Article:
Gene Thornton is looking for anything that was once part of the Randolph County Training School for exhibit at the the National Museum of African-American History of Culture next to the Washington Monument.

A RCTS alumnus, he is looking for everything from a desk used in the school to a tassel worn at graduation, but in particular instruments used in the band or original photographs, he said.

He was at the construction site in April in Washington.

He wants to put out a request to alumni and others who might have artifacts, such as a chair from the school.

"It would be quite an honor if RCTS became part of the exhibit. The more you look at the history of RCTS the more you realize it was one of the strongest Rosenwald schools," Thornton said. It was a seven-teacher school in a substantial building.

He just returned from Mobile where he met with a member of the family of one of the old principals, now deceased, Dr. E.S. Peeples. Thornton got in touch with Peeples' niece, who is a historian and will help them go through his collection, he said.

He is calling on white people to look through what they have. In those days they were the ones who had cameras to make pictures.

Time is important since there is a July 15 deadline to gather memorabilia to submit to the museum. Unfortunately, they did not have a lot of photos of the band and would especially welcome those.

"We want any kind of memorabilia--a band uniform, a majorette's baton, a tiara of a homecoming queen--anything to do with RTCS," he said. Textbooks are other possibilities.

The museum will make copies of what can be copied and will give back the original. This is so important because this will help preserve some of this history.

Some time ago he saw a photo of a family at a flea market, which he bought, and wondered why the family did not keep such an important item. Those things should stay with family, he said.

The museum will occupy the last available space on the National Mall. The Smithsonian’s National Museum of African American History and Culture will be situated prominently between the National Museum of American History and 15th Street, next to the Washington Monument. When it opens to the public in 2016, the museum will be a centerpiece venue for ceremonies and performances, as well as a primary exhibition space for African American history and culture.

RCTS's existence is more significant because funding for the school's construction was provided by blacks, whites, the county, and the Julius Rosenwald School Foundation. One of the earliest Rosenwald schools, the two-story school was constructed according to  architectural plans drawn up by blacks on staff at historic Tuskegee Institute (now University). The school became the first school in Randolph County to offer schooling beyond elementary level for blacks. It remained the only high school for blacks until another high school for blacks was built in Wedowee in the late 1950s.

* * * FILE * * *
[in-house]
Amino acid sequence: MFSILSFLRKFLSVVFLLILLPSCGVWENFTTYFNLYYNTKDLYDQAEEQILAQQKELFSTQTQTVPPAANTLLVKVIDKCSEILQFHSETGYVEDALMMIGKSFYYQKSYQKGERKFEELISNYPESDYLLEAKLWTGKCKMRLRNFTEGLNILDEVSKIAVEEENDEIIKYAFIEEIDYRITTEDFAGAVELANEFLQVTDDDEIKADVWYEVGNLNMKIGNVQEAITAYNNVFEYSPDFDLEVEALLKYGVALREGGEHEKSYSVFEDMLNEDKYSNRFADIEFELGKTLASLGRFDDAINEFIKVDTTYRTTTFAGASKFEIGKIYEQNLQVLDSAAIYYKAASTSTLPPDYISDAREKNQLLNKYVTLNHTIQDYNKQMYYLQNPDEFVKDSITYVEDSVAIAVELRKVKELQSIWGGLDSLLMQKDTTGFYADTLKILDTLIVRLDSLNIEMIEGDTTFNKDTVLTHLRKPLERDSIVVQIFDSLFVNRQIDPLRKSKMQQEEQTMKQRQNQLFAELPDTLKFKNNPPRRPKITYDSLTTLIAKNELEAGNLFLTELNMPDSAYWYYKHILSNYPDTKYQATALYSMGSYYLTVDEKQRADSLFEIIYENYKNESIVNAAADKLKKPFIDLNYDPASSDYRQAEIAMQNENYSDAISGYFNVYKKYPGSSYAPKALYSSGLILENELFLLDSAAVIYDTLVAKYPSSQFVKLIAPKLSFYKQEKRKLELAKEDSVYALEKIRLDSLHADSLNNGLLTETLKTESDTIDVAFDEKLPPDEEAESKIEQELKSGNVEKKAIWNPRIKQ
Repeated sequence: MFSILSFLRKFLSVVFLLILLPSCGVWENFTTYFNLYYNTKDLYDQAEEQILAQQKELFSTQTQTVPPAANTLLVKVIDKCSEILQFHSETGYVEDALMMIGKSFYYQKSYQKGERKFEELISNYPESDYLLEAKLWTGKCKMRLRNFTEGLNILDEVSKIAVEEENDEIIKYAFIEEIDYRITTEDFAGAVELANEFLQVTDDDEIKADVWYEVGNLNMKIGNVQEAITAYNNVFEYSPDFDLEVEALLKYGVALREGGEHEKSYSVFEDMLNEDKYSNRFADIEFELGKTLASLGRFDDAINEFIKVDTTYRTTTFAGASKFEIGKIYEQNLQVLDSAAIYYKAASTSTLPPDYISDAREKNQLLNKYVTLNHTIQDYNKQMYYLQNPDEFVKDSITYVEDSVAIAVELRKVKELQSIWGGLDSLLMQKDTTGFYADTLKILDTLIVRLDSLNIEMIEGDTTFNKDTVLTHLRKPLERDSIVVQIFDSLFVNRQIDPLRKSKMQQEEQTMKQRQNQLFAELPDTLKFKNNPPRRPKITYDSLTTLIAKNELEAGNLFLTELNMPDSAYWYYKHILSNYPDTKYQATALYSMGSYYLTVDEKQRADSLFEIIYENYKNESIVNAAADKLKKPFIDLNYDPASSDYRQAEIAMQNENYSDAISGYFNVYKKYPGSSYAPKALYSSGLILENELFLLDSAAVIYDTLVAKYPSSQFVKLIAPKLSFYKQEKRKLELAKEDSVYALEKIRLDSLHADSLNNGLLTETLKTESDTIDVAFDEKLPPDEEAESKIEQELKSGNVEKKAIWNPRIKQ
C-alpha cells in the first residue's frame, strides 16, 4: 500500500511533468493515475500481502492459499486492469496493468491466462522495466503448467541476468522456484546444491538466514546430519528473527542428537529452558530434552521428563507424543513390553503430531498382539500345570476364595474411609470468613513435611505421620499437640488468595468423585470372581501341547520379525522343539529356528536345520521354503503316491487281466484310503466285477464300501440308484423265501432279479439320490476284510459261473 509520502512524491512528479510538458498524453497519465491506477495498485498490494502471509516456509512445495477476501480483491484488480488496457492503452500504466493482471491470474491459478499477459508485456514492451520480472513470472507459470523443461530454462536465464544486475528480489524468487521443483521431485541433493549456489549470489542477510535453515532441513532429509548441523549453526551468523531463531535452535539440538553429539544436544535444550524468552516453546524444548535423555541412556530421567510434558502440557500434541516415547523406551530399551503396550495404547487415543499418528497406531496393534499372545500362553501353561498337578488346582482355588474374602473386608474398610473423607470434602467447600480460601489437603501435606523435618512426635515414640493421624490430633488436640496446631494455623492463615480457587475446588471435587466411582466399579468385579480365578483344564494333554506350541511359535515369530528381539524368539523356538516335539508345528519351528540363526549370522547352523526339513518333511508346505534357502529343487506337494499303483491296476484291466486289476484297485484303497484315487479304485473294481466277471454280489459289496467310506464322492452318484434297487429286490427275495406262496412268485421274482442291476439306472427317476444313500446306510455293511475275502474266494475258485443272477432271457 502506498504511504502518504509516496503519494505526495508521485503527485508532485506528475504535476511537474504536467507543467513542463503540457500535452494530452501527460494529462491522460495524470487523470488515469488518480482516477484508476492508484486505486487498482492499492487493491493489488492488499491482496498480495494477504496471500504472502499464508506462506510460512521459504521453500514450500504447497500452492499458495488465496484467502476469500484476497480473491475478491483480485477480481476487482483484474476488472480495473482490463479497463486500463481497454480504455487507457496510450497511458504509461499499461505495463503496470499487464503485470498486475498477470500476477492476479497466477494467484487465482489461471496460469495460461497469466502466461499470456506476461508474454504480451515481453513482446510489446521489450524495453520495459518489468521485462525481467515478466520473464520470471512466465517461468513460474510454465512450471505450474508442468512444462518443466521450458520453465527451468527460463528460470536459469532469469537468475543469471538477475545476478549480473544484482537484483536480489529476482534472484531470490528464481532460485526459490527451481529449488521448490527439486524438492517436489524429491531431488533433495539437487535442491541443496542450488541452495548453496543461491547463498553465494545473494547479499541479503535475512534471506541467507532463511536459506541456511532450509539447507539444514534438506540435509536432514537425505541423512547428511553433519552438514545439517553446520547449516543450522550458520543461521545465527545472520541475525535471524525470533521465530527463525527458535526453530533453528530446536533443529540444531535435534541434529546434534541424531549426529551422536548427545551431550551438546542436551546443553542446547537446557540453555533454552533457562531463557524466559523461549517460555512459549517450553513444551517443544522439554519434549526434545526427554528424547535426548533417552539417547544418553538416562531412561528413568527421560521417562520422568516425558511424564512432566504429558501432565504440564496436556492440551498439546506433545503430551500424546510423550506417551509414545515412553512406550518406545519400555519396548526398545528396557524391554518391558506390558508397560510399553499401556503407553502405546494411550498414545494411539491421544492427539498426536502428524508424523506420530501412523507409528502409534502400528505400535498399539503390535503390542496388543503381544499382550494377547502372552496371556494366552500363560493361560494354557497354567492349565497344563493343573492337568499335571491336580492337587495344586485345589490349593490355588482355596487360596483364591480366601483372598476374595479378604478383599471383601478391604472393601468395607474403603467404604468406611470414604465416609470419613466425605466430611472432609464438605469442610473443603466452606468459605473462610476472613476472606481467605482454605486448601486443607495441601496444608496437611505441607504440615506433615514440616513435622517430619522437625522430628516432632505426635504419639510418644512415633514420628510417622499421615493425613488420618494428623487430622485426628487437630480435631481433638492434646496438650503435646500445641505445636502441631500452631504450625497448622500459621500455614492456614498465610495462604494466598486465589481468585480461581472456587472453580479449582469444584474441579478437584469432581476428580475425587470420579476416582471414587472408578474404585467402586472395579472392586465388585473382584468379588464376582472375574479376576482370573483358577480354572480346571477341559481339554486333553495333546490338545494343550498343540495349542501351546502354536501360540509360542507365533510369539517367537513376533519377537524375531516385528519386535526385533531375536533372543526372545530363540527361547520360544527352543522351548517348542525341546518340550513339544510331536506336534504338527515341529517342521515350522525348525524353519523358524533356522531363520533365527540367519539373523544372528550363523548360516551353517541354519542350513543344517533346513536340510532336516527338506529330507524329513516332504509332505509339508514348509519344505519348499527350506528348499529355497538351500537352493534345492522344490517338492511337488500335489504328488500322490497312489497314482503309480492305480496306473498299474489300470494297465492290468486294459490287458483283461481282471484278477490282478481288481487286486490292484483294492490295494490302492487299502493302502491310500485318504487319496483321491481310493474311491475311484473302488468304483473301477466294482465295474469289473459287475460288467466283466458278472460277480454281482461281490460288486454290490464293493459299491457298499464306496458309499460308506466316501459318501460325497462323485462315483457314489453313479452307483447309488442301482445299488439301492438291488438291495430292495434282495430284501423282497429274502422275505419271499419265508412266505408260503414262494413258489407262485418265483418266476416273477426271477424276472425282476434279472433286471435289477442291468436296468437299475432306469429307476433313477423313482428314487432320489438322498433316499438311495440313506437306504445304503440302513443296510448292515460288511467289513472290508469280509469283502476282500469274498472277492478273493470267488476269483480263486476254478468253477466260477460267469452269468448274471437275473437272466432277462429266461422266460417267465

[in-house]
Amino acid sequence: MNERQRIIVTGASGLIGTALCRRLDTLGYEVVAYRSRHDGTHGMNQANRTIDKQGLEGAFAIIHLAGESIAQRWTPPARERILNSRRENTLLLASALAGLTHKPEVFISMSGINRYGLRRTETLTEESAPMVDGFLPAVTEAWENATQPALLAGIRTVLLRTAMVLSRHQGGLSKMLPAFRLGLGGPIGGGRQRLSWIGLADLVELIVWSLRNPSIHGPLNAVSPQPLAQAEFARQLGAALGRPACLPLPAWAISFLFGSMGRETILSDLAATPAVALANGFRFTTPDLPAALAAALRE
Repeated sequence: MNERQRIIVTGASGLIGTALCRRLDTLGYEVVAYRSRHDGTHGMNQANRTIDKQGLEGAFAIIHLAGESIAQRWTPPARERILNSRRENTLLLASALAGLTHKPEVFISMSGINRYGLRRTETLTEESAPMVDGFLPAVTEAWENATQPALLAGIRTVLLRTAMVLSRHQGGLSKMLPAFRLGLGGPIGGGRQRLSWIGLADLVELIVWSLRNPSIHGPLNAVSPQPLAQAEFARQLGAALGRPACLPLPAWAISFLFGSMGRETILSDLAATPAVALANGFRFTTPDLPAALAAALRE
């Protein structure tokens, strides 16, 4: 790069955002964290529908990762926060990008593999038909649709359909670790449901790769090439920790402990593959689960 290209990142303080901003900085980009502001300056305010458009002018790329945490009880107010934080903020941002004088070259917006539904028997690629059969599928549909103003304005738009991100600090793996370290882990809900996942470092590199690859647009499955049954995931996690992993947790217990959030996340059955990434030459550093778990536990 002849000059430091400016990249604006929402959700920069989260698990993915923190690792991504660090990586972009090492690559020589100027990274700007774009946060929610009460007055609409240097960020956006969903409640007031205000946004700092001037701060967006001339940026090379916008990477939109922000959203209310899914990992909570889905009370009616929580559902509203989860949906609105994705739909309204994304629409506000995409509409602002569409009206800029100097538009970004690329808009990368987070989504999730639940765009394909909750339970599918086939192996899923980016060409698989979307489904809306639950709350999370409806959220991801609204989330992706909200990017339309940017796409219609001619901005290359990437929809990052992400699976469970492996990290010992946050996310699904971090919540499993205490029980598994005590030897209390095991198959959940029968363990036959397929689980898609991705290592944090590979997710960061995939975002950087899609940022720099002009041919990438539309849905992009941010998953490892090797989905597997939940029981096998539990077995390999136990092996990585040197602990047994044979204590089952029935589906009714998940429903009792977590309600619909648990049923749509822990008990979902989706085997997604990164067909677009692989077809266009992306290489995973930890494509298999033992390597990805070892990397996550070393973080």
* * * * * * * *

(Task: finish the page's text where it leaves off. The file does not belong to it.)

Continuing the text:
The original RCTS building was built in 1919 while the Rosenwald School Building Fund was under the control of Mrs. Booker T. Washington, wife of Dr. Booker T. Washington, president of Tuskegee Institute.

It has a rich history with many storied graduates who remain active in RCTS reunions and events although the building itself has long been gone.

Thornton asked that anyone with memorabilia contact him by e-mail at or by telephone at 863-4670. If he doesn't answer leave a message.

"We'll request someone from the museum to come look at items, and they can tell us if it is something they would want. I'm excited about it. I know everybody in Randolph County will be excited about it. We gave eight scholarships this year. It was a good crop of kids--the most we have ever given in one year," he said of the RCTS Foundation.

When the school closed there were a lot of trophies there. Officials in 1970 said to come over there and take whatever you wanted. They burned the rest of it.

Documents of student transcripts were saved but other records were lost. He was sure they did it due to a lack of storage space--some transcripts are in the county courthouse basement.

He said he would like to know where the design documents are--in Montgomery or do they even exist? Who were the architects? Who had the contract to build the school?

Even if someone is not in possession of the pertinent documents if would be helpful if someone can tell him where they might be. There will be other schools in that exhibit. He said his brother, Alvin, is a liaison between the foundation and the museum.

(0) comments

Welcome to the discussion.

Keep it Clean. Please avoid obscene, vulgar, lewd, racist or sexually-oriented language.
Don't Threaten. Threats of harming another person will not be tolerated.
Be Truthful. Don't knowingly lie about anyone or anything.
Be Nice. No racism, sexism or any sort of -ism that is degrading to another person.
Be Proactive. Use the 'Report' link on each comment to let us know of abusive posts.
Share with Us. We'd love to hear eyewitness accounts, the history behind an article.